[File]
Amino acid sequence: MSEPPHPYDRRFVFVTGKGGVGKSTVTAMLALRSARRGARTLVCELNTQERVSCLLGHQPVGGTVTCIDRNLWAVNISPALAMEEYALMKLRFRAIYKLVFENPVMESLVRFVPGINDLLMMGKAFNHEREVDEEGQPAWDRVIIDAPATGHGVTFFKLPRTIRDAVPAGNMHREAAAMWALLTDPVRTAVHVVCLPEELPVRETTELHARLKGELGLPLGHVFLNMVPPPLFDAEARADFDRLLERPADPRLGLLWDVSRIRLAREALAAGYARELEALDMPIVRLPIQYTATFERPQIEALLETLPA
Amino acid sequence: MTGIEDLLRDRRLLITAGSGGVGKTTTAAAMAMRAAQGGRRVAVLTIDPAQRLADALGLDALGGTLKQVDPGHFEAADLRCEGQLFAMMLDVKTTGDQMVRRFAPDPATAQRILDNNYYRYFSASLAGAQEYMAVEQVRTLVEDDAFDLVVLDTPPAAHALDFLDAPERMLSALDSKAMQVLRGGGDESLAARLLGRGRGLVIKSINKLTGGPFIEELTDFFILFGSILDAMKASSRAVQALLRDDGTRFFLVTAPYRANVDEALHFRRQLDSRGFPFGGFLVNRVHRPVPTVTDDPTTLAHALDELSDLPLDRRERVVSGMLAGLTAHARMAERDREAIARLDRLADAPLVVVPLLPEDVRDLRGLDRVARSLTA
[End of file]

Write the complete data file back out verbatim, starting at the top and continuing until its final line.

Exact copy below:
Amino acid sequence: MSEPPHPYDRRFVFVTGKGGVGKSTVTAMLALRSARRGARTLVCELNTQERVSCLLGHQPVGGTVTCIDRNLWAVNISPALAMEEYALMKLRFRAIYKLVFENPVMESLVRFVPGINDLLMMGKAFNHEREVDEEGQPAWDRVIIDAPATGHGVTFFKLPRTIRDAVPAGNMHREAAAMWALLTDPVRTAVHVVCLPEELPVRETTELHARLKGELGLPLGHVFLNMVPPPLFDAEARADFDRLLERPADPRLGLLWDVSRIRLAREALAAGYARELEALDMPIVRLPIQYTATFERPQIEALLETLPA
Amino acid sequence: MTGIEDLLRDRRLLITAGSGGVGKTTTAAAMAMRAAQGGRRVAVLTIDPAQRLADALGLDALGGTLKQVDPGHFEAADLRCEGQLFAMMLDVKTTGDQMVRRFAPDPATAQRILDNNYYRYFSASLAGAQEYMAVEQVRTLVEDDAFDLVVLDTPPAAHALDFLDAPERMLSALDSKAMQVLRGGGDESLAARLLGRGRGLVIKSINKLTGGPFIEELTDFFILFGSILDAMKASSRAVQALLRDDGTRFFLVTAPYRANVDEALHFRRQLDSRGFPFGGFLVNRVHRPVPTVTDDPTTLAHALDELSDLPLDRRERVVSGMLAGLTAHARMAERDREAIARLDRLADAPLVVVPLLPEDVRDLRGLDRVARSLTA